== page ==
In PD, the use of various types of mobile devices to assess posture and gait has been studied to differentiate patients at high risk of falls, different types of disease, carriers of the LRRK2 gene, and people at high risk of developing this disease.37,62,64–66 Rovini et al67 identified five major applications for wearable devices in PD: early diagnosis, tremor detection, analysis of motor performance, analysis of motor fluctuations (on/off phases), and home and long-term patient monitoring. Some authors reported that postural instability and some features of gait analysis, such as jerk, harmonic stability, oscillation range measured by accelerometers on the pelvis and head, and asymmetry between the right and left side, could be biomarkers for the prodromal phase of PD.67 Hasegawa et al68 reported that in PD patients, the most sensitive domains of balance dysfunction were anticipatory postural adjustments prior to gait initiation, and dynamic balance while walking (gait); those measures were significantly correlated with the severity of the disease.
Mobile devices have also been used in rehabilitation and balance training with biofeedback.34 Brugnera et al69 observed that that vibro-tactile stimulation from the Vertiguard™ device improved the body balance of patients who did not respond well to conventional vestibular rehabilitation. In PD, a significantly higher increase in the SOT score was reported in patients using the VertiGuard®-RT vibrotactile neurofeedback system in comparison to CPD training.9
Numerous studies have attempted to establish criteria (eg, the location of sensors, the most useful variables to assess fall risk, classification models) to identify people at high risk of falling (fallers/non-fallers) using wearable sensors.18,36,39,62,70 This problem was researched by an international team in the ProFaNE (Prevention of Falls Network Europe) network, which was part of a broader project, “STate of the Art Robot-Supported assessments,” or STARS; however, no consensus regarding parameters that are most useful to objectively assess the risk of falls was established.71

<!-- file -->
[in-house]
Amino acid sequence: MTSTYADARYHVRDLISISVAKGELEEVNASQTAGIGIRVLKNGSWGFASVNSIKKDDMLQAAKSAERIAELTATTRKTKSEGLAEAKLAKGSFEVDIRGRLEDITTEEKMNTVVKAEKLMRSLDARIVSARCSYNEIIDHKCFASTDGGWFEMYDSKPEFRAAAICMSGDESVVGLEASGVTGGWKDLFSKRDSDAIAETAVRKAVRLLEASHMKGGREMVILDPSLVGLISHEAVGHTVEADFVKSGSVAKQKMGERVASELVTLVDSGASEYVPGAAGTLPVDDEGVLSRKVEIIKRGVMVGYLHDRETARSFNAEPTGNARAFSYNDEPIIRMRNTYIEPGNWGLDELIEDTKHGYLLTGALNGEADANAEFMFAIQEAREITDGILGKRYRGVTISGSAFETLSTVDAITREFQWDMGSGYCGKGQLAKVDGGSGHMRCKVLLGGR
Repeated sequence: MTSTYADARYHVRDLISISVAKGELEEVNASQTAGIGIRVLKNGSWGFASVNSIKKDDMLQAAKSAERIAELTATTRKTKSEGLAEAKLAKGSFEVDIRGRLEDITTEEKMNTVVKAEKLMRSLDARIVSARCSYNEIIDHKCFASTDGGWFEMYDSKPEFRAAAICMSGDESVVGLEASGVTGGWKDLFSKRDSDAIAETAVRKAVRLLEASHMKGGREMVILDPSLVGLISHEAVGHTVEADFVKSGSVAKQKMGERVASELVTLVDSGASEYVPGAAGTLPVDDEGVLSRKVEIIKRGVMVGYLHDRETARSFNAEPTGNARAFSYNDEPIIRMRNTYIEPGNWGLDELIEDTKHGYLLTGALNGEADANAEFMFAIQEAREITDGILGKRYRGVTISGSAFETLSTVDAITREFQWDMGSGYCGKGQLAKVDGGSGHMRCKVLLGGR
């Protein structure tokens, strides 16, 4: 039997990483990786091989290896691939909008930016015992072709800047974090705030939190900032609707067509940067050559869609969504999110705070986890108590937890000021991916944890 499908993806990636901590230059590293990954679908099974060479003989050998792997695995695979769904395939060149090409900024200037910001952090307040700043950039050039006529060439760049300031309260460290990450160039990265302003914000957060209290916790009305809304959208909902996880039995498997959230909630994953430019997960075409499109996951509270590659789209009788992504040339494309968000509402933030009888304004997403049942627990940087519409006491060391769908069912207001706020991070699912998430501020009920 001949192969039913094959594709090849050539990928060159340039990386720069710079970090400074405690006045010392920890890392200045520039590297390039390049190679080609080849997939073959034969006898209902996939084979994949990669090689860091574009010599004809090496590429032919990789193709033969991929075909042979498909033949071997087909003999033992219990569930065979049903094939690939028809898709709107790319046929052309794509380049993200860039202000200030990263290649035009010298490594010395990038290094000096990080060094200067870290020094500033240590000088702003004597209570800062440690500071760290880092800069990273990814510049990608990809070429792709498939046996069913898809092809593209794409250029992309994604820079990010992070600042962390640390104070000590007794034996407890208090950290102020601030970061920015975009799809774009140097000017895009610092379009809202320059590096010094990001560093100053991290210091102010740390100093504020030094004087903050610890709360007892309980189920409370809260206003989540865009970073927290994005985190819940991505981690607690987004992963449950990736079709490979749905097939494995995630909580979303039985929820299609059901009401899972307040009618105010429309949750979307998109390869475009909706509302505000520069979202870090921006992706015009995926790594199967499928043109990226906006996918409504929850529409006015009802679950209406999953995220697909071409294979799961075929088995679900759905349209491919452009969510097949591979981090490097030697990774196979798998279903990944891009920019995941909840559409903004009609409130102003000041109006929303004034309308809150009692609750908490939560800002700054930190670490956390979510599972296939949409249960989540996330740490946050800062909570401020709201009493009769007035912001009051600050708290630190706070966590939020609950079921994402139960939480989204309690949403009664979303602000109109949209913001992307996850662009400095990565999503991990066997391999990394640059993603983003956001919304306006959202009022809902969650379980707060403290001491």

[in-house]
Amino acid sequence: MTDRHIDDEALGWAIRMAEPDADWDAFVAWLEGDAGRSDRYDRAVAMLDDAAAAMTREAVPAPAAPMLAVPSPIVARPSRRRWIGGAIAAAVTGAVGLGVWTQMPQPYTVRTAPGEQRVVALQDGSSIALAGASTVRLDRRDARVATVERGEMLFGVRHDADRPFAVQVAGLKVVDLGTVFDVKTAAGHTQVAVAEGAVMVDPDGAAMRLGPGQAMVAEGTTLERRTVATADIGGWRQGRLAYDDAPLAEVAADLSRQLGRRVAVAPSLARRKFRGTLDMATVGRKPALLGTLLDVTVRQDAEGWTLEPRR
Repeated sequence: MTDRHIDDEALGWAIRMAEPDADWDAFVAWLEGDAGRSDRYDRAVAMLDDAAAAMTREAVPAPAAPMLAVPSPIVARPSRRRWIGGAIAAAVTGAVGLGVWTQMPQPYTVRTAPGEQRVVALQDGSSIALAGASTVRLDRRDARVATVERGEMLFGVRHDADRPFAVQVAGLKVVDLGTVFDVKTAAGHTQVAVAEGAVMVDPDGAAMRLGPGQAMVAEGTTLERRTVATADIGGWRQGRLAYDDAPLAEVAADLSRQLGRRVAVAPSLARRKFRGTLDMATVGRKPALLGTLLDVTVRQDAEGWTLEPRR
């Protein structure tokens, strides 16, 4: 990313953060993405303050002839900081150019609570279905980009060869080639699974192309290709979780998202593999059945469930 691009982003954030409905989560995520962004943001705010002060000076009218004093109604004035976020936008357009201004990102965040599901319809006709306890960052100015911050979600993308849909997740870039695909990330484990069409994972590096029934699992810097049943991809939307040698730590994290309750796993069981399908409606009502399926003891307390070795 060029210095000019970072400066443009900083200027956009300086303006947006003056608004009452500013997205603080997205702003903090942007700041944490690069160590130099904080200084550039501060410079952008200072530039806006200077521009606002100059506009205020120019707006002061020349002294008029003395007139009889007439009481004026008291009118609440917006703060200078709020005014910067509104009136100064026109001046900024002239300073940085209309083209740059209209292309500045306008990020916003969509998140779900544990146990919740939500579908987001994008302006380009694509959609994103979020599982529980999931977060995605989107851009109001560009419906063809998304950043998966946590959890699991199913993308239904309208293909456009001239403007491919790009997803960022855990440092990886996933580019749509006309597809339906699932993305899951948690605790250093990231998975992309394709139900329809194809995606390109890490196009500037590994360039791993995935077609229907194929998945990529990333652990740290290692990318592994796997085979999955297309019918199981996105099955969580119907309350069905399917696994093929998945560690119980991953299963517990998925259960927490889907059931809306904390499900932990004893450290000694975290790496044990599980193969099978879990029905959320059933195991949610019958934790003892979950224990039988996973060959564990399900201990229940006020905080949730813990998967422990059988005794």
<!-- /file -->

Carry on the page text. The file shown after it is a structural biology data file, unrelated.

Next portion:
Limitations on the use of mobile devices in clinical practice result from the fact that many studies describe prototype devices with different locations and number of sensors, and no consensus has been reached regarding the test protocols or derived parameters.68 The methodologically poor quality of research is emphasized. There is a lack of standardization in data acquisition, mathematical models, and algorithms used to process data. Hubble et al37 in a review of 26 papers on the use of mobile systems in PD only three papers were characterized by research of high methodological quality. Alessandrini et al33 also underline the importance of validation, sensitivity, and the reliability of mobile device measurements compared to conventional posturography. In healthy subjects, Faraldo-Garcia et al59 reported that results of computed dynamic posturography and the SwayStar system were significantly related only when the measurements were performed simultaneously and under the same sensory stimulation conditions. Future research should focus on expanding the studied populations and selecting more appropriate patients. Research protocols lack information on patients’ assessment for vision, sensation, neuro-motor skills, cognitive functions, and other systemic diseases that may affect the diagnosis and rehabilitation of balance disorders.72 It is especially important in older patients, in whom balance disorders are caused by ultrastructure damage, such as the loss of sensory cells, otoconia, and vestibular neurons.73 These lesions change the postural strategy and cause greater dependence on visual and proprioceptive signals in the older adults.
Smartphone based mobile posturography applications are easy-to-use and affordable solutions, but are limited to one sensor lumbar level posturography and offer only basic clinical evaluation (TUG) and limited biofeedback capabilities. Therefore, more research is needed to develop solutions to provide continuous monitoring, improve biofeedback necessary to implement these solutions into home rehabilitation regimens and to decrease the number of false alarms.
Single or multi sensor, commercially available mobile posturography devices offer multi-level measurements, which seem to provide more possibilities for balance monitoring and testing in clinical settings. However the cost and size of these devices makes them impractical to use at home, therefore significantly limiting their capability for continuous monitoring and home rehabilitation.
COP, center of pressure; COM, center of mass; CDP, computerized dynamic posturography; IMU, inertial measurement unit; SP, smartphone; PD, Parkinson disease; MS, multiple sclerosis; BESS, balance error scoring system; iCTSIB, Clinical Test of Sensory Integration for Balance; SOT, sensory organization test; TUG, Timed Up and Go test; BBS, Berg Balance Scale; app, smartphone application.
This research was funded by NCBiR, STRATEGMED 2/266299/19NCBR/201.
The authors report no conflicts of interest in this work.